Traditional Palestinian tile craft recedes as demand drops

Brightly colored Shami tiles have long defined the vibrant architecture of Palestine and beyond, but cheaper alternatives mean demand has dwindled and the last remaining factory is a much quieter place these days.

al-monitor Hani Rihani works on a tile at the Aslan Tile Factory in Nablus, West Bank, Feb. 12, 2019. Photo by Ahmad Melhem/Al-Monitor.
Ahmad Melhem

Ahmad Melhem


Topics covered

Cultural heritage

Mar 19, 2019

RAMALLAH, West Bank — Every workday morning for 71 years, 88-year-old Hani Rihani has headed for work at the Aslan Tile Factory in downtown Nablus.

The factory is one of the last bastions for the tradition of Shami tiles, which were brought into the Levant by French colonialism. In 1913, founder Hamdi Jamal Aslan built a workshop in the city of Acre and opened branches in the cities of Haifa, Jaffa and Nablus the same year. All were closed shortly after the 1948 war save the Nablus workshop.

Palestinian flagstone tiles are now seen as part of the Palestinian culture, heritage and identity. Nearly all Palestinian houses sought to line their floors with the durable and attractive tiles. Today, however, they have become a luxury item that few consumers can afford.

“For seven decades, I have been doing the same work. It is the closest to my heart. I made hundreds of pieces that decorated palaces and houses in Palestine and Jordan. I lived through major events, wars and invasions but never missed a day’s work,” Rihani told Al-Monitor.

Anan Aslan, 41, took over the management of the factory from his father and is now the fourth generation of the Aslan family to run the business. Anan wants to pass down the profession to his sons, who are studying law and accounting at the An-Najah National University in Nablus.

“This craft is a cultural legacy that one generation passes on the next. I teach my children about the Shami tiles whenever they have some time. I do not want this craft to be forgotten,” Aslan told Al-Monitor.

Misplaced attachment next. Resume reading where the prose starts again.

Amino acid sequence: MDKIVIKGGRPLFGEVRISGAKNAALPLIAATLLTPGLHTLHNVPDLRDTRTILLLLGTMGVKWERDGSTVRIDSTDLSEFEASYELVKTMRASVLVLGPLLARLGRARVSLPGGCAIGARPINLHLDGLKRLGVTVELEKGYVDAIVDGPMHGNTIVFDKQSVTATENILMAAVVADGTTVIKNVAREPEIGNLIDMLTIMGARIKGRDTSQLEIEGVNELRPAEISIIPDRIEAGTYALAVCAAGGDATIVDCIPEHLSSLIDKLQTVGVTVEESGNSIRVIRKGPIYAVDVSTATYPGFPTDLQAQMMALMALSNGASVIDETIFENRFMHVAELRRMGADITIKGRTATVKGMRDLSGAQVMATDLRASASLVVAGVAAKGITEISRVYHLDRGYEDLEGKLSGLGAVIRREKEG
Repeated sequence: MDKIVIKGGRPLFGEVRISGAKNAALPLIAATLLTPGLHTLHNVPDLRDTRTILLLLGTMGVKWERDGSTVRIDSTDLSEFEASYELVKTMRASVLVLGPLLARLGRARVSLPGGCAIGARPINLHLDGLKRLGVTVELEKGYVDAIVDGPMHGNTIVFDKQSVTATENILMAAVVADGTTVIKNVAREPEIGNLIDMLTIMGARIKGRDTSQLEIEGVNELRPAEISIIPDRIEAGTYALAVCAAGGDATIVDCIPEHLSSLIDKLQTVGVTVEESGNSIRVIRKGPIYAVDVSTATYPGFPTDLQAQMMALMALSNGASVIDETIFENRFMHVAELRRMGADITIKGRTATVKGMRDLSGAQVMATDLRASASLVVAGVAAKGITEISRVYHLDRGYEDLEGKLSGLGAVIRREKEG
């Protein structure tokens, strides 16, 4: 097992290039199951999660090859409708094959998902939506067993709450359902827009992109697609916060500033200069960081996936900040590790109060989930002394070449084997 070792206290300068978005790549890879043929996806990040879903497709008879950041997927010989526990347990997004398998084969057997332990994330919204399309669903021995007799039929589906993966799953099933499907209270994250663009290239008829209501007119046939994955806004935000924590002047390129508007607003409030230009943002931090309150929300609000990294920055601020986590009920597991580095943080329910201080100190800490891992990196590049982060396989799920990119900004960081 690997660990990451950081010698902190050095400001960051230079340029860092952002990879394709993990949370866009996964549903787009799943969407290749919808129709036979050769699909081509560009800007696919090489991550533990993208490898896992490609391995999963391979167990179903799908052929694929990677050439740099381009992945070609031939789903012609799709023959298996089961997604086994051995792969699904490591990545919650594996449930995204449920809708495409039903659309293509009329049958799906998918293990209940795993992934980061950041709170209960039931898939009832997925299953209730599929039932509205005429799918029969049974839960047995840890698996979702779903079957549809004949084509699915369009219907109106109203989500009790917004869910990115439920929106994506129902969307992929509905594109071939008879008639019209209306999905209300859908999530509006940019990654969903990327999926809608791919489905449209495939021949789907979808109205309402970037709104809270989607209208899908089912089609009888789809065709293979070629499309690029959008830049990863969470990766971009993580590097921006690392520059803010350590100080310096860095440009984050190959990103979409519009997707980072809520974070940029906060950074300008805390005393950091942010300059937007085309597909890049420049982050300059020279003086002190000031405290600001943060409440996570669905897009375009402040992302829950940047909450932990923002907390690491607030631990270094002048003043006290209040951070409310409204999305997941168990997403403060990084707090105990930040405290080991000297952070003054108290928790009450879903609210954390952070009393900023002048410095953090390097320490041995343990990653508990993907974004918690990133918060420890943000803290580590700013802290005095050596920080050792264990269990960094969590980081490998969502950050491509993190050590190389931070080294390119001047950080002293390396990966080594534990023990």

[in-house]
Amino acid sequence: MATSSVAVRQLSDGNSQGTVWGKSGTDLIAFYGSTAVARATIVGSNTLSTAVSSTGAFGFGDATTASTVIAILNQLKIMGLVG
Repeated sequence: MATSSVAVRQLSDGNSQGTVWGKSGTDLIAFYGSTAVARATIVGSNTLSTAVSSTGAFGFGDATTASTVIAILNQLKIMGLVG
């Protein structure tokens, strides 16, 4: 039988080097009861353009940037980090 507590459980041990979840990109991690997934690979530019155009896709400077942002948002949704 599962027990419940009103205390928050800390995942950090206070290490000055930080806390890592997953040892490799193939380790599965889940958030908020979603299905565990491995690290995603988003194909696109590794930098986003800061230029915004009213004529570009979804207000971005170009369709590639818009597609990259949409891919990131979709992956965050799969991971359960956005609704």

The tile production has not changed except for the introduction of an electric tile press to replace a hand-cranked machine, according to Aslan.

“We changed the machine because it is quicker. But we still use the white finely ground cement that we get from Jamma'in and Madama. It is the best cement in Palestine, known for its durability,” Aslan said.

“The copper base of the mold is cleaned with oil and then the tile-making process begins by pouring pigment, cement, crushed stones and water into segments of the stencil. Once the stencil is filled, it is lifted out of the mold. This is when the design pattern becomes apparent, but it is still soft and not entirely solid. The mold is then placed beneath a press and a finished tile emerges. The next day the tile is submerged for 24 to 30 hours so the cement can absorb water and then it is packaged and ready to be sold,” he added.

Although the raw materials are simple and available, production has plummeted. “I produce four to eight square meters of tiles a day” to fill orders, said Rihani. It's far below the factory’s capacity, Aslan said, explaining, “The workshop has a capacity to produce 60 square meters of colored tiles and 100 square meters of black and white tiles per day. But under the current conditions, it only produces 10 to 15 square meters in color and 30 square meters in black and in white a day.”

Commenting on the decline in demand, Aslan said, “With inexpensive mass-produced tiles in the market, the demand for local tiles dwindled. A meter of colored tiles is worth 150 shekels ($41.5), the white tile 50 shekels ($14).” He pointed out that the price is not associated with the cost of the materials, but rather the time it takes to produce the tiles.

Aslan also explained that the workshop can accommodate 17 workers, but currently it has only five, given the low demand. He noted that 70% of the tiles are sold to Palestinians [and Arabs] within the Green Line and are used in the restoration of old houses. Another 29% is sold in the West Bank, also mostly for restoration of old palaces and houses. Less than 1% is exported abroad.

Hundreds of tile molds hang from the workshop’s walls, some of them more than 100 years old. “The molds came from Damascus and are made of copper to resist the effects of water and sun,” Aslan said. “When the first workshop was built, Palestine, Syria, Lebanon and Jordan were one area with no borders, known as the Levant. My father used to travel to Damascus to learn how to make and repair molds.”

Every design has a name. Aslan pointed out a mold for “Jerusalemite,” mostly used in old houses in Old Jerusalem. Another is named the “Mosque door,” and as its name indicates, the tile appears at mosque entrances. There is also the “Beiruti,” used in Beirut’s old houses, and the “Shami carpets” appear in the floors of old Damascene houses.

Aslan said that a few years back he was told he should move to Jaffa. “An Israeli journalist visited the workshop and suggested that I to move the operation to Israel, where I would be allowed to export but under the name of Israeli export companies and not Palestinian ones,” he recalled.

“I refused and still refuse to do so. I believe this is an attempt by Israel to take over this legacy,” he concluded.

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